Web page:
Why We Struggle with Happiness

From Caroline’s 2012 Salon – Part 1 of 4

Small workshops are wonderful for several reasons, the main one being that they give me the opportunity to have more in-depth conversations with people about the subject matter I’m teaching. In a workshop a few years ago a woman noted that, “being happy is just so difficult these days.”

It wasn’t as if I hadn’t heard similar comments through the years, and many of them. But something about the way she said that made me stop for a moment. Maybe it was because I had noticed three magazines at the airport en route to this venue that featured articles on how to find happiness, steps to take that guaranteed you would be happy, and how to figure out why you weren’t happy. I have to admit that as I reviewed those magazines covers, my initial response was, “How typically American these days. I mean, really?”

I leaned back on a table and asked this woman, “What do you need to make you happy? What are the life ingredients you require?”

This woman, well into her forties, drew a blank. She actually had no idea what she required or what she wanted or what she associated with happiness. All she knew was that she was not happy. I asked, “Do you know what happiness is for you? Do you associate it with a feeling? Or is happiness a state of awareness for you? Or is it the defeat of a fear? Or is it the capacity to love without fear? Do you associate happiness with things or people? What exactly do you mean by the state of ‘being happy?’”

Again, this dear woman was baffled. I opened the question to all the participants, only to discover that almost all the people in this workshop were unable to articulate the following:

  • What being happy meant in terms of the big picture of their life.
  • Other than feeling happy, people could not identify another definition or state of happiness. Happiness was mainly associated with a feeling or sensation.

Because of the vague ideas these people held about what being happy meant to them, many lived in a type of dream-like notion about:

  • What do I need to make me happy?
  • Have I been thinking that my happiness depends on someone else?
  • Do I expect someone else to make me happy?
  • Do I even know what I mean by happiness?

I found the dialogue around the subject of happiness so fascinating that I included it in several other workshops, gathering data just for personal interest. But my intrigue grew along the way as I realized that most of the people I encountered were in a type of fog about what happiness was all about for them. Out of curiosity, I decided to take a look at how many books have been written on the subject. As of the writing of this piece, Amazon lists 15,744 books on the subject of happiness. You can read up on anything from “real” happiness, to “genuine” happiness to “authentic” happiness to “true” happiness. You can get to any of these variations of happiness in 7 days or you can extend your journey to 14 or, if you prefer to really invest time, reflect, deep thought, and a bit of yoga, you can become a fully happy person in 21 days. No kidding – just like that. Poof. Done. Wow.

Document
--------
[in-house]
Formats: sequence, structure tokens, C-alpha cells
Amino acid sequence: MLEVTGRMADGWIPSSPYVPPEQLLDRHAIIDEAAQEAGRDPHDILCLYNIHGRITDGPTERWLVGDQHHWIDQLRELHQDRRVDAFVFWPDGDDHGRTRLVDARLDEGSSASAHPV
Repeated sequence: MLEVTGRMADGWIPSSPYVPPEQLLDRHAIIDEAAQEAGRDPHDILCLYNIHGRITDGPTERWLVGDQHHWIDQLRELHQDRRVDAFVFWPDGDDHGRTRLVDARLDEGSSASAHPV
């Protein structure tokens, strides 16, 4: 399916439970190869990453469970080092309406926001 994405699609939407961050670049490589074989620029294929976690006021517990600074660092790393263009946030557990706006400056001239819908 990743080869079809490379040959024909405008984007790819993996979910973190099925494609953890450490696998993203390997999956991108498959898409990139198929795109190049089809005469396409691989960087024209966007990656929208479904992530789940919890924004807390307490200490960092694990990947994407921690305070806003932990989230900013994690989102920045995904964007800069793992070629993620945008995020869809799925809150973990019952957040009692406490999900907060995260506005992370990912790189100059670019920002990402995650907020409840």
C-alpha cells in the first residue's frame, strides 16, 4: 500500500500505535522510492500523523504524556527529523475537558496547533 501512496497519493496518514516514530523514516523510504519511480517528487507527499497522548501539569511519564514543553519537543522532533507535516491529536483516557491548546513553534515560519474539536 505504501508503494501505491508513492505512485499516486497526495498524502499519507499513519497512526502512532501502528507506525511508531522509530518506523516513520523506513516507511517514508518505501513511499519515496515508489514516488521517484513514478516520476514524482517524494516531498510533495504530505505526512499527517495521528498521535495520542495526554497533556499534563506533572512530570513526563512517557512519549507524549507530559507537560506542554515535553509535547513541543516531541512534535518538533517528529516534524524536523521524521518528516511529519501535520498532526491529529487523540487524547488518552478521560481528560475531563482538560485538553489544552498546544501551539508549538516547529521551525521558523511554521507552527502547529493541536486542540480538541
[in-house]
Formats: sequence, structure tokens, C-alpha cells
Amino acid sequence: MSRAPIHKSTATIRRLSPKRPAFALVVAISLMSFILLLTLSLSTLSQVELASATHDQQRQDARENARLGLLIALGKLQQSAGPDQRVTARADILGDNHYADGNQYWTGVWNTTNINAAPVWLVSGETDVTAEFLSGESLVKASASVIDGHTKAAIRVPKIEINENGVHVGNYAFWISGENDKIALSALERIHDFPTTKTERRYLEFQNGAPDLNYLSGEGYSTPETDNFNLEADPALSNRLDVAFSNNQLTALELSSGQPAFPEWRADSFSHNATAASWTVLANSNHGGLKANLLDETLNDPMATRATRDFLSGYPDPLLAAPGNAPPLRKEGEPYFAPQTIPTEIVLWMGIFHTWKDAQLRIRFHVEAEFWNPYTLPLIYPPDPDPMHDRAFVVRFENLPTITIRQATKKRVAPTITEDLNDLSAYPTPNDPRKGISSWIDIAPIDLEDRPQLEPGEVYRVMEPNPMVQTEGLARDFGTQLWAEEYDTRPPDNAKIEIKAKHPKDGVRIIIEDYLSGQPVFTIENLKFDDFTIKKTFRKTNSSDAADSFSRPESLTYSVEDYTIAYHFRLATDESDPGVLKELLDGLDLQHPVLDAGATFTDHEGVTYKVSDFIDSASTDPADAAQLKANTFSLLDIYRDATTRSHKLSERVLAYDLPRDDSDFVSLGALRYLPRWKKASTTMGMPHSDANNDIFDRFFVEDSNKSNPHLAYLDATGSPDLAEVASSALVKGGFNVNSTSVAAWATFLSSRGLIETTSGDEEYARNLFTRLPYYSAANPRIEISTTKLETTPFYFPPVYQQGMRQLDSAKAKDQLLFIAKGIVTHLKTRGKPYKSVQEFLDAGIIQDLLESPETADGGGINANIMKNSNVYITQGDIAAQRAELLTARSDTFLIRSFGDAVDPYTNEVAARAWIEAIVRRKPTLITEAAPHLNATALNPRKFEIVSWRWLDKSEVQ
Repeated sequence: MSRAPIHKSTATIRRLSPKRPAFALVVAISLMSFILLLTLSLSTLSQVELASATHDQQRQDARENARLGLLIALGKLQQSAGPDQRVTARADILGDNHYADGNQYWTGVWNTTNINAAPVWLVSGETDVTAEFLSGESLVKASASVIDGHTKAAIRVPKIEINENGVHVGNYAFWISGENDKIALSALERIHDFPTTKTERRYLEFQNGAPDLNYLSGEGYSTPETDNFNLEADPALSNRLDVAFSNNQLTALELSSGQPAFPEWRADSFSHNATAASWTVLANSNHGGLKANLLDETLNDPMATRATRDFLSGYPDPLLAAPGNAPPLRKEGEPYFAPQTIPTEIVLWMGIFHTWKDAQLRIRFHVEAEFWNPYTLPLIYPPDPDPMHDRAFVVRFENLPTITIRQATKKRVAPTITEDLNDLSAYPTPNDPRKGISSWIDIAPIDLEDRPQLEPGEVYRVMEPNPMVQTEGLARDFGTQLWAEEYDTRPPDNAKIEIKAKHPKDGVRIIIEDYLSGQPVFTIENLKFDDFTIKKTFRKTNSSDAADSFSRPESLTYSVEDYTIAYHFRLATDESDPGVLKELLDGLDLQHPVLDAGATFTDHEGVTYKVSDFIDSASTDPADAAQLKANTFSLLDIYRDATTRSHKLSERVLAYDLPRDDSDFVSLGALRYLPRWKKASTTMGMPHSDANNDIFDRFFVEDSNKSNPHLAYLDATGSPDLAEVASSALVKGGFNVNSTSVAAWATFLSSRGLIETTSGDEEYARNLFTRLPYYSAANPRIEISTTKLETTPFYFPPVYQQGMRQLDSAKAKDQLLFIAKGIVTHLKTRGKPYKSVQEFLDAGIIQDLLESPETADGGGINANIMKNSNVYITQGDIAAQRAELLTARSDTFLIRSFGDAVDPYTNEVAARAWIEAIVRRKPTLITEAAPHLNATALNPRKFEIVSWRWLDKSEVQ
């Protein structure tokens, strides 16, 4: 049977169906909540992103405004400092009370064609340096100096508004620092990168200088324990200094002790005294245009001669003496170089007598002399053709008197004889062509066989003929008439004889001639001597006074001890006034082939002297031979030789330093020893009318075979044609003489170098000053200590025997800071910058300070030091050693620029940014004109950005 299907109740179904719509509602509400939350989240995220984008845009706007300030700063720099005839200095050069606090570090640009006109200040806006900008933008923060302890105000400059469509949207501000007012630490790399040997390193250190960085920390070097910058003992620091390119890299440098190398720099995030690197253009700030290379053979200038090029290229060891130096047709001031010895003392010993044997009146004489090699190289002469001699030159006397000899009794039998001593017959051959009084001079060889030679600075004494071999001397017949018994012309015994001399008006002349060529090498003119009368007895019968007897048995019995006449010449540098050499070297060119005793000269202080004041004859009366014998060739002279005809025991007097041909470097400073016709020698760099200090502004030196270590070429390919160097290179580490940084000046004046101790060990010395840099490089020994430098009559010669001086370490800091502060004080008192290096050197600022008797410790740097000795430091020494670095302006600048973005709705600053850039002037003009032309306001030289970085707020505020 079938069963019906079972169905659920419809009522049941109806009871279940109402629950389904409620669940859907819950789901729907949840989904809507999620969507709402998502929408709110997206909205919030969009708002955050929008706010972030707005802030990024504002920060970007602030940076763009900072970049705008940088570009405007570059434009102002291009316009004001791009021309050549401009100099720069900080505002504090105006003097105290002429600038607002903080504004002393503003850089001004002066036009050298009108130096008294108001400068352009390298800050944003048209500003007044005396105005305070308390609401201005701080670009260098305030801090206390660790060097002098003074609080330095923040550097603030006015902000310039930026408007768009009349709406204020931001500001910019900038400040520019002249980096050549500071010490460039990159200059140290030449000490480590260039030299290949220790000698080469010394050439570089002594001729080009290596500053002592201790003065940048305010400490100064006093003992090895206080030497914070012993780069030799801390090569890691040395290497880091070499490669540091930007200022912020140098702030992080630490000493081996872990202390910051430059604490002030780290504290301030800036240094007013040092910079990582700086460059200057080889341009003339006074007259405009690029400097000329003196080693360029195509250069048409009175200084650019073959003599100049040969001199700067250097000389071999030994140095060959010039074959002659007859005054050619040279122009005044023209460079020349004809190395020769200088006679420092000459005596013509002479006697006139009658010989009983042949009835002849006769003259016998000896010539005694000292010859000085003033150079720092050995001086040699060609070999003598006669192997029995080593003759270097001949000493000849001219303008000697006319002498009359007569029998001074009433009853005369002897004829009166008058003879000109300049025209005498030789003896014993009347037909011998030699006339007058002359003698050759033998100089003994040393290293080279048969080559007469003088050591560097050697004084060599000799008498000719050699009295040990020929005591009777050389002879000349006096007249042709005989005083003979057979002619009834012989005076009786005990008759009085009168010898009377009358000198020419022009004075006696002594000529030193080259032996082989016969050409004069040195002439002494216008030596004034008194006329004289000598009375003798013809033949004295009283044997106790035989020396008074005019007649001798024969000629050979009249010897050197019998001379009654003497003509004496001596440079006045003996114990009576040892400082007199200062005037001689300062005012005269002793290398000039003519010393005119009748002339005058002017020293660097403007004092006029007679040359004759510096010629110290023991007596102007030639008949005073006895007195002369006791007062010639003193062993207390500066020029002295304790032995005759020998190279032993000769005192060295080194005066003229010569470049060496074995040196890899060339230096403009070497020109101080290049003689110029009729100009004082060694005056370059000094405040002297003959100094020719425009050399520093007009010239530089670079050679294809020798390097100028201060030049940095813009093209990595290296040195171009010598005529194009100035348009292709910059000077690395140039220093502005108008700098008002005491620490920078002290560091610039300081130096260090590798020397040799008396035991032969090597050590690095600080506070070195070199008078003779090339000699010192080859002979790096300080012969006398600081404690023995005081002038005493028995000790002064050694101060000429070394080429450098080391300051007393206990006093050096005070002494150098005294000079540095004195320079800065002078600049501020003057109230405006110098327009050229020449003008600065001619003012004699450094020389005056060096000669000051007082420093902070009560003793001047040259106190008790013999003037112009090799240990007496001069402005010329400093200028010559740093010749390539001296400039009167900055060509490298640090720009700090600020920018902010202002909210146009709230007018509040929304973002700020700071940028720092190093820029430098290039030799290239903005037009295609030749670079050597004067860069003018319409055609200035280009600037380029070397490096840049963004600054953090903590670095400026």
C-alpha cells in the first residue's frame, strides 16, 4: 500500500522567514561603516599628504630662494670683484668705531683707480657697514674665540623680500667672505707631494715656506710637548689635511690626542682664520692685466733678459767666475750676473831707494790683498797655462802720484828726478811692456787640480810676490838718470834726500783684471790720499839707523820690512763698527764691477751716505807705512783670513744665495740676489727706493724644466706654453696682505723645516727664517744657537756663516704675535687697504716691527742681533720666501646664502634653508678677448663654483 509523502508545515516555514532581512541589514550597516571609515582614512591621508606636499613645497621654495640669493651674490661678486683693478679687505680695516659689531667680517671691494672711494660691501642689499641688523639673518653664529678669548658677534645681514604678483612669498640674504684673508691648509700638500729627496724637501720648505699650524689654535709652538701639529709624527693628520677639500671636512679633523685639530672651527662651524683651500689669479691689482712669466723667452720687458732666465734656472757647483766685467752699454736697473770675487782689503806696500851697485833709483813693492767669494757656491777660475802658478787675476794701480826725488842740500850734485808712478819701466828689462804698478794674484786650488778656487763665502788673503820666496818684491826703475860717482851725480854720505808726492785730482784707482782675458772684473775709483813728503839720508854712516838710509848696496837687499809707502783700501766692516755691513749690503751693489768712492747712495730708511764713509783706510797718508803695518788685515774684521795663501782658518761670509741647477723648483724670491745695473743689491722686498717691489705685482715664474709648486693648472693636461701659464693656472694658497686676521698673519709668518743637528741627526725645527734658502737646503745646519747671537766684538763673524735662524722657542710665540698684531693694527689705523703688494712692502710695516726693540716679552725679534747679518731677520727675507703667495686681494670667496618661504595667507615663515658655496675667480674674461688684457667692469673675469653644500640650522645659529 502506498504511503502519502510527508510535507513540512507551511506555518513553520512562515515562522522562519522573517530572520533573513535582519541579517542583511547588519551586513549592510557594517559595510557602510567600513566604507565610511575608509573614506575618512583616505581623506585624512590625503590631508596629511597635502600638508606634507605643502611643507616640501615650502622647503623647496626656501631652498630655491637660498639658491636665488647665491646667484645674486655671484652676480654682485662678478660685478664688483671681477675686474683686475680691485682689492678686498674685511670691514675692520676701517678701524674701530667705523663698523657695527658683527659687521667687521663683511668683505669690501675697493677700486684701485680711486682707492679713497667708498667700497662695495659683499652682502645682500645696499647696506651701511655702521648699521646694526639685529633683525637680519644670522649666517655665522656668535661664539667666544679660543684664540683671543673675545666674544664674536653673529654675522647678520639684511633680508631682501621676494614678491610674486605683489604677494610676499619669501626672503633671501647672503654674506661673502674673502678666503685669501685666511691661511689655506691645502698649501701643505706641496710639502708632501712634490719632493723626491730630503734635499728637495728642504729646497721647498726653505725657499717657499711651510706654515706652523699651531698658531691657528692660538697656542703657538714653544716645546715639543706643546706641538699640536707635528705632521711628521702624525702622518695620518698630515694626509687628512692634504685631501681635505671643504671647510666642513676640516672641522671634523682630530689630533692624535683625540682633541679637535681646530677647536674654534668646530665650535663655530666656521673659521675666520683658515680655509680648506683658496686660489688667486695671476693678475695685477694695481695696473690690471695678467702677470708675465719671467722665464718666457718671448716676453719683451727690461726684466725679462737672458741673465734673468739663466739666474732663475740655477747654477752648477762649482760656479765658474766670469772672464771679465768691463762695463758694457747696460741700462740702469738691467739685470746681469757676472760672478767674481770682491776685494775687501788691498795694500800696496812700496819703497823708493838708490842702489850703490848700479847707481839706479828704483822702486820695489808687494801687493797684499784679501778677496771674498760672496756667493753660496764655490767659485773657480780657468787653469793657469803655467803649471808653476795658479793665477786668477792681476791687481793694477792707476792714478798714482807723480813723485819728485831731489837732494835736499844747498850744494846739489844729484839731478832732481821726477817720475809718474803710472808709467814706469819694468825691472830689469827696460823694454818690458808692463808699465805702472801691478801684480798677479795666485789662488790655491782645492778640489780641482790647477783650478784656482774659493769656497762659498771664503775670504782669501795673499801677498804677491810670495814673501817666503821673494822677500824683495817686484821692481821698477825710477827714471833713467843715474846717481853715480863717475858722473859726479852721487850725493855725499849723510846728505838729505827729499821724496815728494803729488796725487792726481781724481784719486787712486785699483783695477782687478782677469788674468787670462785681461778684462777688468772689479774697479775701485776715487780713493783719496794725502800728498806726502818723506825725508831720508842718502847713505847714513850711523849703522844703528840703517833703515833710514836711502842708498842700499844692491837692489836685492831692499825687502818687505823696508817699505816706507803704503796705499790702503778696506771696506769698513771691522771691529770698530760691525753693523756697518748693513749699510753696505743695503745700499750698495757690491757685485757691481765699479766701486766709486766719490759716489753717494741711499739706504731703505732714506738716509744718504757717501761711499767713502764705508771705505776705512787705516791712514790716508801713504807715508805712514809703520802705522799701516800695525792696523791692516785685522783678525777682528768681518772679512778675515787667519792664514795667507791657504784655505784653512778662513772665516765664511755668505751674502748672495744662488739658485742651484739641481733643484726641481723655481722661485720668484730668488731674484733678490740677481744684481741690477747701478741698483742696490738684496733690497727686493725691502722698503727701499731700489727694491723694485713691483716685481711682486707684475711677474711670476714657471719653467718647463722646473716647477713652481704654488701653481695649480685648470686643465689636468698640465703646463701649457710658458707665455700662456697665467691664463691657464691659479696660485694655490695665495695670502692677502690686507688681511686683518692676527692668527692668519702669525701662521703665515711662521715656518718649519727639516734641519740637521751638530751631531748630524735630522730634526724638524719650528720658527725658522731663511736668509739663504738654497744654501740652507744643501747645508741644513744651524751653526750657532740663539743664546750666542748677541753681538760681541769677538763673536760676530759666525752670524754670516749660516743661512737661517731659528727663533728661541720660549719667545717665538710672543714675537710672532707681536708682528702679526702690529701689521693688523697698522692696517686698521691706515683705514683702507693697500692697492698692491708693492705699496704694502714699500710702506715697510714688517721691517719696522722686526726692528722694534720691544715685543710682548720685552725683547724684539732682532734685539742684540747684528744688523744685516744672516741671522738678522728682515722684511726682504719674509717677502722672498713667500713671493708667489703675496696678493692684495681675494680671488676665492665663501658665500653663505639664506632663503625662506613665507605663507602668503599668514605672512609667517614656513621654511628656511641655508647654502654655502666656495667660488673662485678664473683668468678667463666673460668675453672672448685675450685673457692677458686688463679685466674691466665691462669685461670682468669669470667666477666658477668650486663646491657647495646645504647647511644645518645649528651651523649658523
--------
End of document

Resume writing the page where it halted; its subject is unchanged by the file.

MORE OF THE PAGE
Who knew it could be so easy? Recommendations include listening to music, sitting with friends, cleaning out a closet, (I am sooo serious here, folks), and staying in the present moment. Now, I’m not sure if these come from the 7-day program or the 18-day or the 32 ½-day journey to happiness. I’ve lost count. I’m really not surprised people keep searching for happiness if these are the books pointing the way.

What’s really going on here?

Should finding or understanding happiness really be so difficult? Really? What does it say about us when our society requires a library full of books on happiness – and yet audiences full of people remain unable to articulate their personal expressions of what happiness is for them? Given the availability of “happiness literature,” we have to ask, “What’s going on here?”

Maybe this so called search for happiness is not the real issue. Maybe we are finding the ingredients of happiness difficult to articulate, to achieve and to sustain happiness because we are the problem. Have we somehow become at odds with this force of nature that we have named “happiness?”

In this Salon, I’ve approached the subject of happiness first as an organic, archetypal force of nature. Then, I present a list of the leading reasons why people create unhappy lives. Finally, I offer you insights into what is required to create happiness according to Nature’s map.

Next week – Happiness as a force of nature.

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